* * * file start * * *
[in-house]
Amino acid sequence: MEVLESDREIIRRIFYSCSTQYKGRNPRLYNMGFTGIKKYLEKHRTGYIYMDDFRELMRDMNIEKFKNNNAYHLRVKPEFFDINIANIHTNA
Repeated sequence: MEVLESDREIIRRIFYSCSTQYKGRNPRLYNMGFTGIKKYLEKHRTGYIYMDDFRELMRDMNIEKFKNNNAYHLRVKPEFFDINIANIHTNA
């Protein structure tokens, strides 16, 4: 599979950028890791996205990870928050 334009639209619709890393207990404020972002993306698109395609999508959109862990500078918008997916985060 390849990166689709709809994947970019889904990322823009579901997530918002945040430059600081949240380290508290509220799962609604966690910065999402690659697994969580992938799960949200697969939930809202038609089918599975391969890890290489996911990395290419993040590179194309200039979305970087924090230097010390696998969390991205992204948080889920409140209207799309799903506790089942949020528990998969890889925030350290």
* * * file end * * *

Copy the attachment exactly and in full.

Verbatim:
[in-house]
Amino acid sequence: MEVLESDREIIRRIFYSCSTQYKGRNPRLYNMGFTGIKKYLEKHRTGYIYMDDFRELMRDMNIEKFKNNNAYHLRVKPEFFDINIANIHTNA
Repeated sequence: MEVLESDREIIRRIFYSCSTQYKGRNPRLYNMGFTGIKKYLEKHRTGYIYMDDFRELMRDMNIEKFKNNNAYHLRVKPEFFDINIANIHTNA
């Protein structure tokens, strides 16, 4: 599979950028890791996205990870928050 334009639209619709890393207990404020972002993306698109395609999508959109862990500078918008997916985060 390849990166689709709809994947970019889904990322823009579901997530918002945040430059600081949240380290508290509220799962609604966690910065999402690659697994969580992938799960949200697969939930809202038609089918599975391969890890290489996911990395290419993040590179194309200039979305970087924090230097010390696998969390991205992204948080889920409140209207799309799903506790089942949020528990998969890889925030350290």